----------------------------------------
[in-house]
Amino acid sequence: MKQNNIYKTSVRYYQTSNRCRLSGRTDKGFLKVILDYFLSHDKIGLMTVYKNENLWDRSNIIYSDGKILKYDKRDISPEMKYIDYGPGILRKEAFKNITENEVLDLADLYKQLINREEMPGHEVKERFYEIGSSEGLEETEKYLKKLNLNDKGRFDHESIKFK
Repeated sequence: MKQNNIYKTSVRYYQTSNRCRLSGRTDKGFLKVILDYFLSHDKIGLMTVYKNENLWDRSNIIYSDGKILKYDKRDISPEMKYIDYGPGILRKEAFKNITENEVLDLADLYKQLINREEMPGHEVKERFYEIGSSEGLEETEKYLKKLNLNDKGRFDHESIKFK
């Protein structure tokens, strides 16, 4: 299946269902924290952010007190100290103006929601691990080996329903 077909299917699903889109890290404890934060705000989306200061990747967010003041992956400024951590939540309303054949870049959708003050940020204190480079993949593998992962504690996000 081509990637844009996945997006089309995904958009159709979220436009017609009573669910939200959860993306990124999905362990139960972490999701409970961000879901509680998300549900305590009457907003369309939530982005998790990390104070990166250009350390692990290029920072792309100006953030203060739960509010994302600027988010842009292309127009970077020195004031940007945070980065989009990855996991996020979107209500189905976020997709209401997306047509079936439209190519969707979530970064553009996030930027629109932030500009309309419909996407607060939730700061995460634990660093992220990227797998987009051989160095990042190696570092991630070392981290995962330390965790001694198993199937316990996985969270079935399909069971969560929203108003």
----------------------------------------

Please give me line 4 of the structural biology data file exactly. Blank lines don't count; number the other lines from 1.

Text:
């Protein structure tokens, strides 16, 4: 299946269902924290952010007190100290103006929601691990080996329903 077909299917699903889109890290404890934060705000989306200061990747967010003041992956400024951590939540309303054949870049959708003050940020204190480079993949593998992962504690996000 081509990637844009996945997006089309995904958009159709979220436009017609009573669910939200959860993306990124999905362990139960972490999701409970961000879901509680998300549900305590009457907003369309939530982005998790990390104070990166250009350390692990290029920072792309100006953030203060739960509010994302600027988010842009292309127009970077020195004031940007945070980065989009990855996991996020979107209500189905976020997709209401997306047509079936439209190519969707979530970064553009996030930027629109932030500009309309419909996407607060939730700061995460634990660093992220990227797998987009051989160095990042190696570092991630070392981290995962330390965790001694198993199937316990996985969270079935399909069971969560929203108003």